Israel Says It Will Return Dozens of Seized Fishing Boats to Gazans

Israel agreed to return the boats after human rights organizations filed a petition to the High Court, but failed to announce a timetable for the move

Jack Khoury
Jack Khoury
Palestinian fishermen unload their catch from boats after a night fishing trip, in the Gaza Seaport, Tuesday, May 21, 2019.
Palestinian fishermen unload their catch from boats after a night fishing trip, in the Gaza Seaport, Tuesday, May 21, 2019. Credit: AP Photo/Hatem Moussa
Jack Khoury
Jack Khoury

Israel has stated that it plans to return dozens of boats it seized from Gazan fishermen since 2014.

The state announced its intention to do so in a response by the State Prosecutor's Office to a petition three human rights organizations filed to the High Court of Justice.

The Prosecutor's Office asked the court to dismiss the petition, which had been filed on behalf of Gazan fisherman Abed Almoati Habil, whose boat was seized by the Israeli navy in September 2016.

The petition was filed by Gisha, Adalah – The Legal Center for Arab Minority Rights in Israel, and the Al Mezan Center for Human Rights. The organizations argued that the navy didn't have the legal power to seized the boat and that the seizure broke the law.

>> Read more: Israel expands Gaza fishing zone to 'avoid humanitarian deterioration' He thought of he just ran fast enough, he could get out of Gaza | Photo essay from the Strip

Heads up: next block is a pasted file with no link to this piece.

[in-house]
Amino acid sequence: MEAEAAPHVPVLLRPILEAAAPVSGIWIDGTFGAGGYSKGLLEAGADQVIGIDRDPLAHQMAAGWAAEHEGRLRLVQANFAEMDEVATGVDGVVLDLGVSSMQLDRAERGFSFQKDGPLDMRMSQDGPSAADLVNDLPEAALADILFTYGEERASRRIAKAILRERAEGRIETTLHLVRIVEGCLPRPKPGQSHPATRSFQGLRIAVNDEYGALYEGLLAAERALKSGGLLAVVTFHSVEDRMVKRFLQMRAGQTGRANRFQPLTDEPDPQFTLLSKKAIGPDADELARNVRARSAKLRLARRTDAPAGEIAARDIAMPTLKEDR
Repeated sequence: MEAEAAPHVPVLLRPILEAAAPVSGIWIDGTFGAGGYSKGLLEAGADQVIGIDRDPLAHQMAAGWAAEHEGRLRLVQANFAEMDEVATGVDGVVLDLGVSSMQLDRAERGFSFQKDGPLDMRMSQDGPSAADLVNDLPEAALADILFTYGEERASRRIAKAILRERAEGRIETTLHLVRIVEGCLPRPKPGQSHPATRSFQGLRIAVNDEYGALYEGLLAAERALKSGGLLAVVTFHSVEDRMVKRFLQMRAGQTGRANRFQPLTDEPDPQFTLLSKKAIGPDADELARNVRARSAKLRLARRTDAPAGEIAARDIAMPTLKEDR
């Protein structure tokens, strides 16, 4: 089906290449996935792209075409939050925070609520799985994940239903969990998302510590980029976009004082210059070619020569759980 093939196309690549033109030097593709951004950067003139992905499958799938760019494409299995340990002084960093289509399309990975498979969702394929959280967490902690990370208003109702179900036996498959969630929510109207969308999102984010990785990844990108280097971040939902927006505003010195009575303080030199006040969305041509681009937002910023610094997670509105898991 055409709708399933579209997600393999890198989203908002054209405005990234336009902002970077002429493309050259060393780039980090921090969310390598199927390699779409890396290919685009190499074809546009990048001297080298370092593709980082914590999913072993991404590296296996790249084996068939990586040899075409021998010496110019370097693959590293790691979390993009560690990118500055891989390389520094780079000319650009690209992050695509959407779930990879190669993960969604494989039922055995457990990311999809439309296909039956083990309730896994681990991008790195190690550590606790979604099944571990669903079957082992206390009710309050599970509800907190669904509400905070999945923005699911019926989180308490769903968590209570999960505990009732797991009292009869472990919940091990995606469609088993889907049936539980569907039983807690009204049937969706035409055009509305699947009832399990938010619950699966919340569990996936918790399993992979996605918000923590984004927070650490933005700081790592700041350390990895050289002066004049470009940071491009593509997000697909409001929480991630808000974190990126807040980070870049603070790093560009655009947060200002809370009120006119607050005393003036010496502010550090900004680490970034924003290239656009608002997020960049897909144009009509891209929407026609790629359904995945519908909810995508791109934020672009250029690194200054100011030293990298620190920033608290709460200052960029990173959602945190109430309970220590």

The petition was submitted after the navy agreed to return the boat, but over land and at the expense of the fisherman. Habil also claimed that Israel refused to return or explain the absence of $150,000 worth of equipment that had been on board.

The petitioners called on the court to order the navy to unconditionally hand back all Gazan fishing boats that were seized, numbering about 65, as well as all of the equipment they stored.

The Prosecutor's Office told the court that Habil's and the other boats would be returned in a matter of months, subject to security and political considerations, and according to an assessment of the security situation.

The human rights organizations then filed another response to the court, insisting that all the boats, complete with their gear, be returned to their owners immediately. They also asked the court to order the state to provide a clear timetable for the boats' return, as it didn't make any mention of times in its responses.

Muna Hadad, a lawyer representing the human rights organizations, said that "Israel's seizure of the boats and [the fact that it is] keeping them for months or years is done without authority and in violation of international law. The state's claim that it takes the boats when they sail beyond the arbitrarily set boundaries for Gazan fishing cannot justify the damage to the fishermen and their families' livelihood and property. The state's answer suggests that it will do anything it can to dodge, and that the entire purpose is to terrify the fishermen in Gaza."

Meanwhile, on Tuesday morning the Defense Ministry said the Gaza fishing zone would be expanded from 12 nautical miles to 15.

The fishing zone had been closed off entirely following the latest escalation in Israel-Gaza tensions, and was only reopened two weeks ago.

The Coordinator for Government Activities in the Territories says Israel reopened the fishing zone in order to stop the deteriorating humanitarian situation in Gaza, and to distinguish between people involved in terrorism and the non-involved population.

In November, Israel returned 25 fishing boats via the sea. In some cases the boats had been held for more than two years at the Ashdod naval base. The military decision to release the vessels came after a decision by human rights organizations to petition to the High Court on behalf of the fishermen whose boats were seized.

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